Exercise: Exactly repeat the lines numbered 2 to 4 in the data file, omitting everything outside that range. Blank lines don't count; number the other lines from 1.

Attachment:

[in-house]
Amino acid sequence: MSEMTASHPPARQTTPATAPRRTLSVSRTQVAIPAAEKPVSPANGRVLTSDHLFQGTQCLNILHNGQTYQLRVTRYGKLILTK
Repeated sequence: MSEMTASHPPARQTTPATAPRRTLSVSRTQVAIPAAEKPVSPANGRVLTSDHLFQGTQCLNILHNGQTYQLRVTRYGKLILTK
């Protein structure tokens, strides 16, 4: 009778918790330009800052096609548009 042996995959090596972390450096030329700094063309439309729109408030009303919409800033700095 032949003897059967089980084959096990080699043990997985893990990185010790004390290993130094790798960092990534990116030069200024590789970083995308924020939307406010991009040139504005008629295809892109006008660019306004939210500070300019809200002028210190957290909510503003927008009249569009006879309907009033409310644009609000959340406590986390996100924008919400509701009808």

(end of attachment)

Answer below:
Amino acid sequence: MSEMTASHPPARQTTPATAPRRTLSVSRTQVAIPAAEKPVSPANGRVLTSDHLFQGTQCLNILHNGQTYQLRVTRYGKLILTK
Repeated sequence: MSEMTASHPPARQTTPATAPRRTLSVSRTQVAIPAAEKPVSPANGRVLTSDHLFQGTQCLNILHNGQTYQLRVTRYGKLILTK
């Protein structure tokens, strides 16, 4: 009778918790330009800052096609548009 042996995959090596972390450096030329700094063309439309729109408030009303919409800033700095 032949003897059967089980084959096990080699043990997985893990990185010790004390290993130094790798960092990534990116030069200024590789970083995308924020939307406010991009040139504005008629295809892109006008660019306004939210500070300019809200002028210190957290909510503003927008009249569009006879309907009033409310644009609000959340406590986390996100924008919400509701009808």